He told five High Court justices a jury in Baden-Clay's murder trial could have used this information when reaching its verdict he intended to kill his wife.
The Crown is arguing in the High Court that the Queensland Court of Appeal erred in three ways when it downgraded the Baden-Clay jury's murder conviction to manslaughter.
Mr Sofronoff said the appeal court wrongly concluded there was no evidence of motive and that dumping Allison's body did not prove intent.
He said the Queensland appeal court then wrongly concluded there was a reasonable hypothesis - where Allison fell and died during an argument - that did not involve intent to kill.
Mr Sofronoff said Baden-Clay had pronounced his love for his mistress Toni McHugh verbally, and in emails, just days before he killed his wife.
"As to the issue of motive, evidence was led about (Baden-Clay's) love affair with another woman and his longing to be with her and evidence was led about (his) financial position which was one in which he could not afford a divorce," he said.
"We have cited in our outline a number of cases which fall authority to a proposition that evidence for motive including evidence of a man's longing to be with a woman other than his wife is evidence from which intent to murder could be inferred."
Mr Sofronoff said Baden-Clay was meeting with his lover, an employee of his real estate business, for sex about four times a week after the affair began in 2008.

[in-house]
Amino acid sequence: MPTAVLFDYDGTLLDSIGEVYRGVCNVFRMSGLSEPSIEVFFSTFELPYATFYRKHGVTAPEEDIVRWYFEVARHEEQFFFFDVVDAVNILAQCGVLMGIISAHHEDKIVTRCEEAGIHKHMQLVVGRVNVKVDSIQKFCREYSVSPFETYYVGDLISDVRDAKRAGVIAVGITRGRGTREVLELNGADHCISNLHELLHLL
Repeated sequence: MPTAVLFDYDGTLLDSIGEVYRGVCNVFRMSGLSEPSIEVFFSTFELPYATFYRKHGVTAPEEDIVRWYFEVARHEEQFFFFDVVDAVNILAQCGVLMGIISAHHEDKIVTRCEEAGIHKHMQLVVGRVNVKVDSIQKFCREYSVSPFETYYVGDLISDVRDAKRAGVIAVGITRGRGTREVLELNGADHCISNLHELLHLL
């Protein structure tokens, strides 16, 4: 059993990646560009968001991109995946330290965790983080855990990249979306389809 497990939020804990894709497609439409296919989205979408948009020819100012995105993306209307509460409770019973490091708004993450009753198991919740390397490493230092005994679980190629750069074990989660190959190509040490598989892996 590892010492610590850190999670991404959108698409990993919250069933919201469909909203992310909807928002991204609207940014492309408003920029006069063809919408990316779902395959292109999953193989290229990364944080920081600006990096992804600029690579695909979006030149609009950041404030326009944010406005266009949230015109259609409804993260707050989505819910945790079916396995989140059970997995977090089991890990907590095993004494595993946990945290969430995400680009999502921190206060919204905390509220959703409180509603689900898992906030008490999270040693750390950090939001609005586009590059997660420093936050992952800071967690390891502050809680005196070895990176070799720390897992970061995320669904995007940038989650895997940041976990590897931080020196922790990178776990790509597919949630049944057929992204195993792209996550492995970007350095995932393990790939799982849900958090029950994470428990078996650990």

He said while it ended in September 2011 when Allison found out, it began again over the Christmas holidays at Baden-Clay's request.
Mr Sofronoff said Baden-Clay told Ms McHugh he wanted to leave his wife to be with her "unconditionally" one day and talked about finding a home for her and his children to all live together.
He said Baden-Clay gave a solid commitment to his lover that he would leave his wife by July 1 while still having counselling with his wife.
Mr Sofronoff said Baden-Clay was asked to answer intimate questions about an affair he claimed was over during those counselling sessions.
"The jury could infer having to undergo such a question even if the affair had ended would have been a very painful matter, speaking from his point of view," he said.
"But to have to undergo these questions about an affair she believed had ended but that he had not ended … rendered the process … agony.
"His lover on one hand was demanding unconditional love and presence, and his wife, falsely believing the affair was over, was working with him … in a way that required him solemnly to lie to her and to lie by not disclosing the continuing affair."
"In our respectful submission, that is evidence… that is capable of being regarded by the jury as evidence of motive to kill, as going to intention if the jury chose to see it that way."
Mr Sofronoff said while Baden-Clay had not previously harmed his wife, there had been a change the day of the killing - knowing his wife and lover would be at the same real estate conference the next day.
He also said the jury might well have concluded Baden-Clay knew the affair could be deemed motive to kill and hid it for that reason.
"The consequence of treating the evidence I've related of evidence of motive, and therefore not going to intent, is that the court's reasoning was reasoning which involved a piecemeal evaluation of the evidence, a separation of each piece," he said.
"A criticism of each piece is incapable on its own of proving intent.
"One powerful piece of evidence, when considered in the light of the whole of the evidence in the circumstantial case is (Baden-Clay's) lies to police about the continuing affair.
"He hid the continuation of affair from police. This is as significant as the affair itself.
Mr Sofronoff also said the financial position of his family was desperate and Allison's blood was found in a new car.
Baden-Clay's lawyers are now arguing their side of the case.
The hearing continues.